- Run the hot water in the sink near the dishwasher before starting it, so even during the first cycle the water is at or near the design temperature or 120°F. If the water isn’t at least 60°F, the soap won’t dissolve.
- Promptly repair cut or chipped plastic coating on the racks to prevent rust. Use steel wool to remove rust and cap the damaged rack tines with slip-on rubber tips. You can get a rack-or-tine-repair kit from the manufacturer (around $9).
Two Times a Year
- Lift out the strainer and clean it with warm soapy water and a soft-plastic scrubby pad.
- Remove the spray arm and clean it by poking a piece of stiff wire through the holes. Then shake the spray arm to make sure nothing is inside, such as seeds from fruit like watermelon. Finally, scrub any mineral deposits off the spray with hot distilled white vinegar. (The cap holding the shower arm in place is typically reverse-threaded which means you should turn it clockwise to remove it. Be careful not to drop the nut or washer into the motor.)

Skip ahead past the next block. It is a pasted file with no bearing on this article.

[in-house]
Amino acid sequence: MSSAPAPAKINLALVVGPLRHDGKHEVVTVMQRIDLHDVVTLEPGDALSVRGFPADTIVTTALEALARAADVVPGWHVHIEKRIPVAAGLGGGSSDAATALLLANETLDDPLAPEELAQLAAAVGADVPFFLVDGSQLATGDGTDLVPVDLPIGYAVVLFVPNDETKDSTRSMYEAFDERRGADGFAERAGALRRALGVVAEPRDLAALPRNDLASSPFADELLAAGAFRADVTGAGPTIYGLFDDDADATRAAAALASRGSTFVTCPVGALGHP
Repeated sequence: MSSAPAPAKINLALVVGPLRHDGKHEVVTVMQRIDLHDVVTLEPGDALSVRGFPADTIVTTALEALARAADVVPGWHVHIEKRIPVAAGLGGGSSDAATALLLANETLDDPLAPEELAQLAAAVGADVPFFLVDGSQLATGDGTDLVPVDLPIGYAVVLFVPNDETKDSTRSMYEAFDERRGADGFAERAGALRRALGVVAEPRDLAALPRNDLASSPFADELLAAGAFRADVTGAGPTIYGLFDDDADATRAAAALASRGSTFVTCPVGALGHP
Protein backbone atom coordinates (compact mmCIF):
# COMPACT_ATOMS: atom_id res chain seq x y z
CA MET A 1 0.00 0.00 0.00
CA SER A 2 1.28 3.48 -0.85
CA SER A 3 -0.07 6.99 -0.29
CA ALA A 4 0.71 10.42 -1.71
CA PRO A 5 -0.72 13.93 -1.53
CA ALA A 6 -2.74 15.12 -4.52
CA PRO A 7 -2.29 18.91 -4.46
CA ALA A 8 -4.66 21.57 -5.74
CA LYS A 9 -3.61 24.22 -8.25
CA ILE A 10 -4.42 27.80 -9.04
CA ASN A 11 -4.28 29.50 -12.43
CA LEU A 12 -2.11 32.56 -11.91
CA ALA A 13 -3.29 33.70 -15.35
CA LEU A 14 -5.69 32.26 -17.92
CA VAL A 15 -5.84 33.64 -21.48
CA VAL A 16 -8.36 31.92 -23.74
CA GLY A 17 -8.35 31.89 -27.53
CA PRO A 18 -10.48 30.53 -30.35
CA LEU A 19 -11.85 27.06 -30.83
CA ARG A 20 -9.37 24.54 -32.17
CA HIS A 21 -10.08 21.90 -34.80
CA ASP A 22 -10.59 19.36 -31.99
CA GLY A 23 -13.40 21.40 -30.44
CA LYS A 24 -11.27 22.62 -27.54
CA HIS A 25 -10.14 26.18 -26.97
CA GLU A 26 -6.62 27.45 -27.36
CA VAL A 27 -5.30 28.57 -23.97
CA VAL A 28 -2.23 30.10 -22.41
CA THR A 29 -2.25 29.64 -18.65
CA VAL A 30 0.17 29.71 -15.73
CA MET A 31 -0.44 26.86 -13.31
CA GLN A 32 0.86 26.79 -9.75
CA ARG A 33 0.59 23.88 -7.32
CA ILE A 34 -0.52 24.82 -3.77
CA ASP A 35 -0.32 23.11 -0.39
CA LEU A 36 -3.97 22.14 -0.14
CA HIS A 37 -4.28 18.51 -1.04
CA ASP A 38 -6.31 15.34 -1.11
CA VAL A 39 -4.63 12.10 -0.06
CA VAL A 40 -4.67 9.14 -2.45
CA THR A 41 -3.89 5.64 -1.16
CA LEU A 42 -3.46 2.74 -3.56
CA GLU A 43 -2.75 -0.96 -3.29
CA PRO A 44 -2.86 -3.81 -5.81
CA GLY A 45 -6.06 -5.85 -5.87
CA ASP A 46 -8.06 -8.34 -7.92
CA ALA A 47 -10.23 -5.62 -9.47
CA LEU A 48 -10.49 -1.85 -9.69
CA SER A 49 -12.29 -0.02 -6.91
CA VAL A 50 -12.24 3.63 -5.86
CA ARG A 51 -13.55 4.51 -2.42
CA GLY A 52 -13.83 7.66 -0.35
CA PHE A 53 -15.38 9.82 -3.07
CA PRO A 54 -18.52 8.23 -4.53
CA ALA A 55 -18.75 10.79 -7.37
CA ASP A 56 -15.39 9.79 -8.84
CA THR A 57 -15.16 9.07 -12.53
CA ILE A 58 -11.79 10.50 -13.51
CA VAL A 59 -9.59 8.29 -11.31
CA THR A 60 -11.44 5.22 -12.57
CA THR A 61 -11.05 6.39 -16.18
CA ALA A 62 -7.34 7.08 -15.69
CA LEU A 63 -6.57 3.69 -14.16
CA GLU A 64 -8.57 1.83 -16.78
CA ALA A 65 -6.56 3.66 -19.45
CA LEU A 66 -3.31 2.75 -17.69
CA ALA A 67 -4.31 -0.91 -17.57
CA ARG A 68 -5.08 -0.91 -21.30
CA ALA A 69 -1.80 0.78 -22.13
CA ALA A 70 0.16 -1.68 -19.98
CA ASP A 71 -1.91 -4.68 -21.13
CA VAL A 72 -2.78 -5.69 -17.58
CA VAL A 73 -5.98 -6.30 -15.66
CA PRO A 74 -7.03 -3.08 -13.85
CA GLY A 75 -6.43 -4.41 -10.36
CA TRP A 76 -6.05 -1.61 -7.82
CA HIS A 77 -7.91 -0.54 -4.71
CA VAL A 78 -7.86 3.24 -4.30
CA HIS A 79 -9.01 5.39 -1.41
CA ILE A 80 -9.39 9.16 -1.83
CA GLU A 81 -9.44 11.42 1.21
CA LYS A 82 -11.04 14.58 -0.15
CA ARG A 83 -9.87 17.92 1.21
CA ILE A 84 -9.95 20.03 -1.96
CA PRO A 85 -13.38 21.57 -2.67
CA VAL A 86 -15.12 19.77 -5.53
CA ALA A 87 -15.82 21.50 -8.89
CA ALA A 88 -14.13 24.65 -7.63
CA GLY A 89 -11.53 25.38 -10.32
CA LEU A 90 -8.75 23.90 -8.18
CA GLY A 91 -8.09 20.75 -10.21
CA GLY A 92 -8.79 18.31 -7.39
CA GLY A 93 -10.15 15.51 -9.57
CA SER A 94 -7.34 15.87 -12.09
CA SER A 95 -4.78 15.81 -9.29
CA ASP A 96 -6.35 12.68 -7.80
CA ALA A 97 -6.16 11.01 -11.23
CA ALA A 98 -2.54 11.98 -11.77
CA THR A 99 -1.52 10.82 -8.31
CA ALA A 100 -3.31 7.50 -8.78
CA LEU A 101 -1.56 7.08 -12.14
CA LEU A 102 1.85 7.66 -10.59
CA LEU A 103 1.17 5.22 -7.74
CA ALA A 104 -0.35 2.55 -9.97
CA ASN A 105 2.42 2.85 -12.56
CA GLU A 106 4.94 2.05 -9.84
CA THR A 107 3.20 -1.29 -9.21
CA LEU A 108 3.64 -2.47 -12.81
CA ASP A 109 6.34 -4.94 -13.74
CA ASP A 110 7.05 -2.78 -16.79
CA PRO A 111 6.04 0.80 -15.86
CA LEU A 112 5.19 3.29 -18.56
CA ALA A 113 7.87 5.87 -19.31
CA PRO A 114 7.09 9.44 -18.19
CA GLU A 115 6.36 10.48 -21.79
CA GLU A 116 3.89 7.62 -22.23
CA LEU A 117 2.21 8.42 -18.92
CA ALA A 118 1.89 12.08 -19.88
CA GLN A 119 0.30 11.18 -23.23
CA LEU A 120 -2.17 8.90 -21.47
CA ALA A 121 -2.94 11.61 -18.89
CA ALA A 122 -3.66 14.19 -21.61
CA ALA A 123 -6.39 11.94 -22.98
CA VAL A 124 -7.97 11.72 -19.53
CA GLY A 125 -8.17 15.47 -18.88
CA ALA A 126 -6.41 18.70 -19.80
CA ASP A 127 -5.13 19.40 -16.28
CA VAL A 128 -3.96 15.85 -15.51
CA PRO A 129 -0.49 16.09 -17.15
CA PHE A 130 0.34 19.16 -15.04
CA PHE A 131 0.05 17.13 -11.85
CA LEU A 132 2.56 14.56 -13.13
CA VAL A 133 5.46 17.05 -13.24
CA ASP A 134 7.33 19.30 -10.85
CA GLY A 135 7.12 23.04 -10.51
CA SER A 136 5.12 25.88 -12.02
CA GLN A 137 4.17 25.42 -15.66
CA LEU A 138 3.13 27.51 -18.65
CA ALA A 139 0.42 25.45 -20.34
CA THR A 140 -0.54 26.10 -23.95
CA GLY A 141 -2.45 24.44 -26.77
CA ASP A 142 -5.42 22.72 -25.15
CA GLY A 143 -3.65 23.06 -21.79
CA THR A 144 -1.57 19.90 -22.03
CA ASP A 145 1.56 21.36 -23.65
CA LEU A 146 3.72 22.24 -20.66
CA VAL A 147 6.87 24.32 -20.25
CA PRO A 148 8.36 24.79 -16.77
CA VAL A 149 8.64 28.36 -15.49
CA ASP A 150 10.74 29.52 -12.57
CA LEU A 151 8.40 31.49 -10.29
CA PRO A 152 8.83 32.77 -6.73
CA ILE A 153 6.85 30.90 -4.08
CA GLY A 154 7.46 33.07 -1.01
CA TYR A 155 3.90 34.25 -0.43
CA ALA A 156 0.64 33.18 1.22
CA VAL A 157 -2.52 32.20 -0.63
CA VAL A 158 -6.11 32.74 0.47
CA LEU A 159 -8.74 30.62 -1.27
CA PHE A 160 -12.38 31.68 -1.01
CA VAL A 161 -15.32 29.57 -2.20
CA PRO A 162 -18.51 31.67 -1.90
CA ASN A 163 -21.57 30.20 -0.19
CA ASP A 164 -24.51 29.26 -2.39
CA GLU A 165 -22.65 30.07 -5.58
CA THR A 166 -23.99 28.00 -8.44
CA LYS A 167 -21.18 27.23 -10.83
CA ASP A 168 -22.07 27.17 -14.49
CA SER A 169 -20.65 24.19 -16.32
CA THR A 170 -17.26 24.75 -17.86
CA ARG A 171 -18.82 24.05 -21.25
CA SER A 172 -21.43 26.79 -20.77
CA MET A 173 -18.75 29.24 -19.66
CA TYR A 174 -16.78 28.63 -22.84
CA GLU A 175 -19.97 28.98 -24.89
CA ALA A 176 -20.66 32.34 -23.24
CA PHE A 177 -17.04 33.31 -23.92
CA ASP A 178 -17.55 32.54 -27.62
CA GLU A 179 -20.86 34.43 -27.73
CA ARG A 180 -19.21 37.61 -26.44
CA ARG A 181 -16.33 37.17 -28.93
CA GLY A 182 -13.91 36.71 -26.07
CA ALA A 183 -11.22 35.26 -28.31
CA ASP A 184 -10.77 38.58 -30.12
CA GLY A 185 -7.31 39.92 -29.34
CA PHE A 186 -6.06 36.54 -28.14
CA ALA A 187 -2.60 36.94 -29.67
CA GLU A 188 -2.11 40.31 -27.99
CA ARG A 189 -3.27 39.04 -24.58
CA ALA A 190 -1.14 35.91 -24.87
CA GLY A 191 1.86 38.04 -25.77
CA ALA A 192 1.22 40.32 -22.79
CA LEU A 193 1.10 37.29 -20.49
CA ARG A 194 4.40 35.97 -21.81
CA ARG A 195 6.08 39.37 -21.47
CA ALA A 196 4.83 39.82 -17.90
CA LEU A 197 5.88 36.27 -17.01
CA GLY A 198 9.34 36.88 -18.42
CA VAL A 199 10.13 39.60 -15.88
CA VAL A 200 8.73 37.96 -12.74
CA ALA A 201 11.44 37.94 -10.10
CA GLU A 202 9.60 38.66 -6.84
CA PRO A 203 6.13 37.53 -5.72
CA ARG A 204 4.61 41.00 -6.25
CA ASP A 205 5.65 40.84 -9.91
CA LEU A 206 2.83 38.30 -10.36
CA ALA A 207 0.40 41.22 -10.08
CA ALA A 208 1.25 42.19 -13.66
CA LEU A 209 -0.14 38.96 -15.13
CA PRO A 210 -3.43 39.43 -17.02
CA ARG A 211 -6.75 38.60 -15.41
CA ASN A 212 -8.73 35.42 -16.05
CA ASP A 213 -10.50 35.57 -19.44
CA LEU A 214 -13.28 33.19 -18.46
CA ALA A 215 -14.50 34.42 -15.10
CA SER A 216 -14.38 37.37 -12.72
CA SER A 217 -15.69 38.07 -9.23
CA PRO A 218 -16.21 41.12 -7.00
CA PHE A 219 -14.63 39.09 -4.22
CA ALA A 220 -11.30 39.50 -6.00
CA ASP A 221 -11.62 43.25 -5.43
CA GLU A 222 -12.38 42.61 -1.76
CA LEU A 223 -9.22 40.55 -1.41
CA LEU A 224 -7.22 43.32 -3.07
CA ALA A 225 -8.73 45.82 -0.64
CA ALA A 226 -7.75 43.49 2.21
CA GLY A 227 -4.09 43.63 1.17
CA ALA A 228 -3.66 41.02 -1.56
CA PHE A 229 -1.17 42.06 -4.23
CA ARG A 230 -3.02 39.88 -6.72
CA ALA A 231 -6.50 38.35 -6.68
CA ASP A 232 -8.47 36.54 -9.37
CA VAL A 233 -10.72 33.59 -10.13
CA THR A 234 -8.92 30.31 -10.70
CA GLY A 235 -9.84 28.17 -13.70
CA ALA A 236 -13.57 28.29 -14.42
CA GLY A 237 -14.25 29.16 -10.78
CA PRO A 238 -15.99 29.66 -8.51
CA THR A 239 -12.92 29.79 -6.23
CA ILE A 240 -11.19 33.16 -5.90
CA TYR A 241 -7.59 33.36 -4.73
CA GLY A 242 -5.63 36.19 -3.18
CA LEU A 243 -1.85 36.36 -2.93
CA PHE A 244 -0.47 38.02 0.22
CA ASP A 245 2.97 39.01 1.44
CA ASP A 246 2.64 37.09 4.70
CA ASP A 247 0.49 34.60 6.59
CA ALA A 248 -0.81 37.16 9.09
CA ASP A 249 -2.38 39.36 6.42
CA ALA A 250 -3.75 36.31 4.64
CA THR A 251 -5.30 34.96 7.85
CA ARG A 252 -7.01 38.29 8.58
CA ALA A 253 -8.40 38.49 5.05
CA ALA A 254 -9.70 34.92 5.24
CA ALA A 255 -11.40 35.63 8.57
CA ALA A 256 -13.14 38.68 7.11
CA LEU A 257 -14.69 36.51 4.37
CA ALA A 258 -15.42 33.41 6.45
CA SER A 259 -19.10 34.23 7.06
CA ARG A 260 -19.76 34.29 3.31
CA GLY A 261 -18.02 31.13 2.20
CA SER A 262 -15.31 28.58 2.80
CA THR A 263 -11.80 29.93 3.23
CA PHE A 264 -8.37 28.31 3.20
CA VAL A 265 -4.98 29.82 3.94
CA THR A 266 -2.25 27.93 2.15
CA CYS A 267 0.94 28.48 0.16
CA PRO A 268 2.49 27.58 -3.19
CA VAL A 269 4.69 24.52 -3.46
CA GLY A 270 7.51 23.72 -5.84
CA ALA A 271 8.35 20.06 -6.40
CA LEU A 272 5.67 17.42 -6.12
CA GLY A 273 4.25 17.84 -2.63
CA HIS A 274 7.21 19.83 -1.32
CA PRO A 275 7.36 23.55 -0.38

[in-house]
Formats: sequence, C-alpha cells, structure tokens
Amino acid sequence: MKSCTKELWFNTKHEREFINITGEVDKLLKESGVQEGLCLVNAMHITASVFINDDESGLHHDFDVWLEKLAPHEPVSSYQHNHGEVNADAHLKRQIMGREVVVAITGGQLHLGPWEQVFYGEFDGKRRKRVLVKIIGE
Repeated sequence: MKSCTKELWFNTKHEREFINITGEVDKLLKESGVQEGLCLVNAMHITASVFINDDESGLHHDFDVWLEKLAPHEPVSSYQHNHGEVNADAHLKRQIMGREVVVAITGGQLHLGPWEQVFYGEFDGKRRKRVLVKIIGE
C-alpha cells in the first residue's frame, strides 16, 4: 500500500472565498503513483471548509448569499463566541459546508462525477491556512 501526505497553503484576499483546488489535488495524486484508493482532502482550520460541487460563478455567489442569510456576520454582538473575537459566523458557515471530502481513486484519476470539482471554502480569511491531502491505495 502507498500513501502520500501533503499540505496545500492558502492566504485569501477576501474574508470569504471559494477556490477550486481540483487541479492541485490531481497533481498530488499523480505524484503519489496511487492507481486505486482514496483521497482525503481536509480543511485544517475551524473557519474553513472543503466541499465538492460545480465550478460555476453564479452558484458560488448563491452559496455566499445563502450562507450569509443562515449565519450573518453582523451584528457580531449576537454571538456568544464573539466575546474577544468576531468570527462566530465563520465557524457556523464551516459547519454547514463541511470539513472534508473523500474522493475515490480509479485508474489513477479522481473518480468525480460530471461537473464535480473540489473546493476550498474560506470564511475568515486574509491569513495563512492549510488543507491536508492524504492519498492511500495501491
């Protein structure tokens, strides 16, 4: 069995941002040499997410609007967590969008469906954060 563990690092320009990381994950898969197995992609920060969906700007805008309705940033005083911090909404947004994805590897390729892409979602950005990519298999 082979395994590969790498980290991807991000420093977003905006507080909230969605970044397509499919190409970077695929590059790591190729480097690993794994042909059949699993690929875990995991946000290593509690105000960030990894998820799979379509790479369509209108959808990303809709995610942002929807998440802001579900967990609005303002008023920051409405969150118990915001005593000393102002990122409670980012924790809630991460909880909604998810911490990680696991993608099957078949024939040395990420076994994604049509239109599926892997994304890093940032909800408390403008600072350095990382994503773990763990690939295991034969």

- When you run a regular wash cycle place a small container filled with 1 cup of distilled white vinegar in both the dish rack (lower) and the cup rack (upper); the dish washer will disperse the vinegar during the wash cycle. This dissolves mineral accumulation and soap residue throughout the dishwasher especially at the hinges where rust-causing buildup occurs.